In the desperate situation and amid the unnatural excitement, nervousness, and recurring moments of fear then being endured, one thing was proved beyond doubt ­– namely, that the intensive training one had undergone at various times during the past four years had achieved its purpose; when the situation required it, I became a rifle-firing automaton. Loading — transferring a bullet from its position in a clip of five in the magazine to its position in the firing chamber by working the bolt back and forth – took only a fraction of a second; a moment to sight the gun correctly on a target; squeezing, not pulling the trigger – well, no time really. Result: a man killed, wounded horribly maybe, and so bereavement in some family, or else sorrow over a son made an invalid or a cripple for life, all caused by one man’s impersonal automatic action.
     One target I dealt with was a man running not towards me but across my line of fire, about 50 yards distant.
     “Snapshooting at a moving target” on the firing range; back come the instructions, “Maintain normal aim, moving with the target, then increase movement of rifle till daylight appears between target and rifle then ‘Fire’”.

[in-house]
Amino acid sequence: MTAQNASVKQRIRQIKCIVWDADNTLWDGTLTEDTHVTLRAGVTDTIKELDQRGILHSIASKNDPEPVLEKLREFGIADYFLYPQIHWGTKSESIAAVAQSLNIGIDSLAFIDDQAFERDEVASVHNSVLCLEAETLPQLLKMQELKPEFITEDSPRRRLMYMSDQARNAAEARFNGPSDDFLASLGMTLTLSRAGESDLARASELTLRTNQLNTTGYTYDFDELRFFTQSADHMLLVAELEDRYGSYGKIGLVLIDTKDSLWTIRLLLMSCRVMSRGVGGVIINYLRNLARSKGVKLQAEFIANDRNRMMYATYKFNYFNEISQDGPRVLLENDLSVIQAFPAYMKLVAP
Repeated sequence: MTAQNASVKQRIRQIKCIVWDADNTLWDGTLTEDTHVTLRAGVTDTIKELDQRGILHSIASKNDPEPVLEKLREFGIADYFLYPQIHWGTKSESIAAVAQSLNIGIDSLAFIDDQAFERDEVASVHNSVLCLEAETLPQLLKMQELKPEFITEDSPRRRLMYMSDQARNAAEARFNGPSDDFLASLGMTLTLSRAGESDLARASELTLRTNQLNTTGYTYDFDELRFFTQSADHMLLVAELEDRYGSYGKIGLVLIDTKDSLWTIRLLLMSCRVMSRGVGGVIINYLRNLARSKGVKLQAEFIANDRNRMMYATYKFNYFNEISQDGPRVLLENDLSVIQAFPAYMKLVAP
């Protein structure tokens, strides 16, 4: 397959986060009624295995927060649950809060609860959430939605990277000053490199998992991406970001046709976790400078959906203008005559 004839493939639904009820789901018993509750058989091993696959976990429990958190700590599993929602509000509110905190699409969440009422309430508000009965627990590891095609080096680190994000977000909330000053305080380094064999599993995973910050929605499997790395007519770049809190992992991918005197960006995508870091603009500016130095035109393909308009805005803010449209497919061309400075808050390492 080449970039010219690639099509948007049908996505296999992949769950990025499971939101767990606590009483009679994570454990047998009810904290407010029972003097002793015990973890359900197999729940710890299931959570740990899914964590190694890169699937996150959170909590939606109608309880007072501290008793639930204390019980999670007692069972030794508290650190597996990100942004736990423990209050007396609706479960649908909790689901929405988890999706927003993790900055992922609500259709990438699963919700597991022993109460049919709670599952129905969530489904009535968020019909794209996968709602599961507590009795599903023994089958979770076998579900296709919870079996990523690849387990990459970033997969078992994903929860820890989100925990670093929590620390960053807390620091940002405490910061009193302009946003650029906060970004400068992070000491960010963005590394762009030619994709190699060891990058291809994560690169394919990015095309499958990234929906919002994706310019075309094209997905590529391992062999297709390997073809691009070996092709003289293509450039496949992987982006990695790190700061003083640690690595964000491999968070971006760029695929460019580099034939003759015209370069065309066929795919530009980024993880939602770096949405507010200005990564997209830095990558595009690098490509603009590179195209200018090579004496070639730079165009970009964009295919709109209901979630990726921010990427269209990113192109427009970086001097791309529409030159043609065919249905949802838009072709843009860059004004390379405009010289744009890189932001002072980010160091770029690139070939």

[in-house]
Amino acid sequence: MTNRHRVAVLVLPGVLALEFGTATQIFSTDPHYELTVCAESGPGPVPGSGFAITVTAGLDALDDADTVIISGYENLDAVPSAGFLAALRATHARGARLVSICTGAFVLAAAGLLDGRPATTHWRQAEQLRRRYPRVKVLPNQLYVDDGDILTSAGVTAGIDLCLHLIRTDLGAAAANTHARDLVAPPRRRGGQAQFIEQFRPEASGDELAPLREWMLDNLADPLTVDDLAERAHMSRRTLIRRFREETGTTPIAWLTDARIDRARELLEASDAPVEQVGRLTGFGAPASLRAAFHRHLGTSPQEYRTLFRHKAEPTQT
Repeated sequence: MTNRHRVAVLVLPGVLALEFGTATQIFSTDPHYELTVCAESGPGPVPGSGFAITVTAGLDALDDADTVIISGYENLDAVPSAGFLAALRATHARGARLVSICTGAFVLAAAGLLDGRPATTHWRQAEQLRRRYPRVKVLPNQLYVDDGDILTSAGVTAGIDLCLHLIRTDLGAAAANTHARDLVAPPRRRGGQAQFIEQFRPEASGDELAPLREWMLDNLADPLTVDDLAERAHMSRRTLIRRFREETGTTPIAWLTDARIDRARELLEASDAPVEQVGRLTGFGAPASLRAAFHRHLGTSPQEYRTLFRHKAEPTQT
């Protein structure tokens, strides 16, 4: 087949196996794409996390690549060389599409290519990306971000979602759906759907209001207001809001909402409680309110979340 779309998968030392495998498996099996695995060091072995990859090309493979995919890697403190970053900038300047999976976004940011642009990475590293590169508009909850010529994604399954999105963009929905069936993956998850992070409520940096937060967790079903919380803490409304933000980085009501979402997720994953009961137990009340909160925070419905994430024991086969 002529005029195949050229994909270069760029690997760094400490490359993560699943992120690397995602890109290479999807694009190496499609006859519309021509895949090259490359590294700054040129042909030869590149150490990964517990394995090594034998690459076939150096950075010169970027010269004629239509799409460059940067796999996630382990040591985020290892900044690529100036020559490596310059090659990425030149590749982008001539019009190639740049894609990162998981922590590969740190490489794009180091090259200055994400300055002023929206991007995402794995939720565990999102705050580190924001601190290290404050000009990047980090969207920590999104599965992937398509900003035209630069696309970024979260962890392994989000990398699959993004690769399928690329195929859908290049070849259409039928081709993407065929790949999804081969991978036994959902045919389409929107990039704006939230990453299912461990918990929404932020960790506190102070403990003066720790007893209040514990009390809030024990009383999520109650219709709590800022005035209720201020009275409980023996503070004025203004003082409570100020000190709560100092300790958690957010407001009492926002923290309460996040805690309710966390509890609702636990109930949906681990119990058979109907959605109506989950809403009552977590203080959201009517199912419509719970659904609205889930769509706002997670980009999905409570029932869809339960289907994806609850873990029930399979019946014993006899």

The soldier fell… a comrade ran several yards to help him, appeared at the tip of my rifle fore-sight after I had rapidly reloaded, and I squeezed the trigger. As he too fell, the utter automatic callousness of my action registered somewhere in my brain and doubt nagged then and forever after about there being any plausible excuse for such murderous conduct.
     “If you hadn’t killed him he might have killed you”?
     Oh yeah.

Time seemed to be suspended… My ammunition pouches now empty, I took one bandolier of 50 from around my neck, laid it out before me on the parapet, opened its snap-fasteners and reloaded from it.
     Neston had no bandoliers so, when he ran out of ammo, I let him heave my other one off my shoulder.
     At one point he yelled, “Duck! Jerry half-right!” and in a split second I’d seen this tall German coolly standing a few yards away with his rifle trained on me, so down! quickly and phutt, the bullet just missed my helmet. A cautious peep revealed the tall Jerry, confident and careless man, sprawled on the ground facedown.
     Now I knew at last the feelings that take over when soldiers sense they have an equal chance in battle – that is, in the final face-to-face struggle. True, this feeling endured but briefly; as long, in fact, as we had a supply of bullets. But it was wonderful while it lasted – while we felt we were doing a soldier’s job reasonably well.